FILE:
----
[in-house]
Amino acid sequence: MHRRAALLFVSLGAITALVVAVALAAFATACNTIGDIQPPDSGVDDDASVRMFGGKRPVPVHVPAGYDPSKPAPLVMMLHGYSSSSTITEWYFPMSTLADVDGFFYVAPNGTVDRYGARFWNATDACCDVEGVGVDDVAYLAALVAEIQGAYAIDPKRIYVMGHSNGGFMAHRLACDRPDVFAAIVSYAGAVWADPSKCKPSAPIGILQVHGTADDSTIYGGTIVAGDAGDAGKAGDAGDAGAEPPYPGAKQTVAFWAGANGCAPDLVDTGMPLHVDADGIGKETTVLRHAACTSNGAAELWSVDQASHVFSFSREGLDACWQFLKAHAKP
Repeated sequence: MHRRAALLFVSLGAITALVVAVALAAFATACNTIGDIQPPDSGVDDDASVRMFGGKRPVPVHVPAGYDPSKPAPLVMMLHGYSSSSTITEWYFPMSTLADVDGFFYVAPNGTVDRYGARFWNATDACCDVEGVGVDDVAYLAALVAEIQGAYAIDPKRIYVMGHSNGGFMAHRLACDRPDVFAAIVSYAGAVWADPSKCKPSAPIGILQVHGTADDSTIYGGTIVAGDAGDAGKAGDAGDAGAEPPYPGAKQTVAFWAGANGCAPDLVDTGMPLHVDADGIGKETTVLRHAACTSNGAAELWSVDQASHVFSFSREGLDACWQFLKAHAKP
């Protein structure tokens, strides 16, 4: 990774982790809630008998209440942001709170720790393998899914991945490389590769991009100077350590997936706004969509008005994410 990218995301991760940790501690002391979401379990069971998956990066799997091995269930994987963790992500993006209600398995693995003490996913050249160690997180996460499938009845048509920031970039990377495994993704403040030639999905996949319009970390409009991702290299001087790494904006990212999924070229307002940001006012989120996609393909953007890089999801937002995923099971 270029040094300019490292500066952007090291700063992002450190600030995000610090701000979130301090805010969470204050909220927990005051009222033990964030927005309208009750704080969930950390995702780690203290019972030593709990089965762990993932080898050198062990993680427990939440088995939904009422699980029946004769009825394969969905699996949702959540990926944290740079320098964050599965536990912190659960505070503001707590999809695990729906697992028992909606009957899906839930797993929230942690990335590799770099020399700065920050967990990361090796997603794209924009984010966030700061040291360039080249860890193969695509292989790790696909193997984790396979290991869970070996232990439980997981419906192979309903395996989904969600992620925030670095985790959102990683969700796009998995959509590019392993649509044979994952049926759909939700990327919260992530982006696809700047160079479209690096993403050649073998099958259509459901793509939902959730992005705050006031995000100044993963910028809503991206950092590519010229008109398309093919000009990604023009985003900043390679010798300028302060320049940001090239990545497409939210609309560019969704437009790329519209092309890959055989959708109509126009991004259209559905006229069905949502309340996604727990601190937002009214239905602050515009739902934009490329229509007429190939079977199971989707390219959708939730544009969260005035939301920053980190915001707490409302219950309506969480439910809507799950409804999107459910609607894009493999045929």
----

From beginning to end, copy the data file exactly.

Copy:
[in-house]
Amino acid sequence: MHRRAALLFVSLGAITALVVAVALAAFATACNTIGDIQPPDSGVDDDASVRMFGGKRPVPVHVPAGYDPSKPAPLVMMLHGYSSSSTITEWYFPMSTLADVDGFFYVAPNGTVDRYGARFWNATDACCDVEGVGVDDVAYLAALVAEIQGAYAIDPKRIYVMGHSNGGFMAHRLACDRPDVFAAIVSYAGAVWADPSKCKPSAPIGILQVHGTADDSTIYGGTIVAGDAGDAGKAGDAGDAGAEPPYPGAKQTVAFWAGANGCAPDLVDTGMPLHVDADGIGKETTVLRHAACTSNGAAELWSVDQASHVFSFSREGLDACWQFLKAHAKP
Repeated sequence: MHRRAALLFVSLGAITALVVAVALAAFATACNTIGDIQPPDSGVDDDASVRMFGGKRPVPVHVPAGYDPSKPAPLVMMLHGYSSSSTITEWYFPMSTLADVDGFFYVAPNGTVDRYGARFWNATDACCDVEGVGVDDVAYLAALVAEIQGAYAIDPKRIYVMGHSNGGFMAHRLACDRPDVFAAIVSYAGAVWADPSKCKPSAPIGILQVHGTADDSTIYGGTIVAGDAGDAGKAGDAGDAGAEPPYPGAKQTVAFWAGANGCAPDLVDTGMPLHVDADGIGKETTVLRHAACTSNGAAELWSVDQASHVFSFSREGLDACWQFLKAHAKP
């Protein structure tokens, strides 16, 4: 990774982790809630008998209440942001709170720790393998899914991945490389590769991009100077350590997936706004969509008005994410 990218995301991760940790501690002391979401379990069971998956990066799997091995269930994987963790992500993006209600398995693995003490996913050249160690997180996460499938009845048509920031970039990377495994993704403040030639999905996949319009970390409009991702290299001087790494904006990212999924070229307002940001006012989120996609393909953007890089999801937002995923099971 270029040094300019490292500066952007090291700063992002450190600030995000610090701000979130301090805010969470204050909220927990005051009222033990964030927005309208009750704080969930950390995702780690203290019972030593709990089965762990993932080898050198062990993680427990939440088995939904009422699980029946004769009825394969969905699996949702959540990926944290740079320098964050599965536990912190659960505070503001707590999809695990729906697992028992909606009957899906839930797993929230942690990335590799770099020399700065920050967990990361090796997603794209924009984010966030700061040291360039080249860890193969695509292989790790696909193997984790396979290991869970070996232990439980997981419906192979309903395996989904969600992620925030670095985790959102990683969700796009998995959509590019392993649509044979994952049926759909939700990327919260992530982006696809700047160079479209690096993403050649073998099958259509459901793509939902959730992005705050006031995000100044993963910028809503991206950092590519010229008109398309093919000009990604023009985003900043390679010798300028302060320049940001090239990545497409939210609309560019969704437009790329519209092309890959055989959708109509126009991004259209559905006229069905949502309340996604727990601190937002009214239905602050515009739902934009490329229509007429190939079977199971989707390219959708939730544009969260005035939301920053980190915001707490409302219950309506969480439910809507799950409804999107459910609607894009493999045929």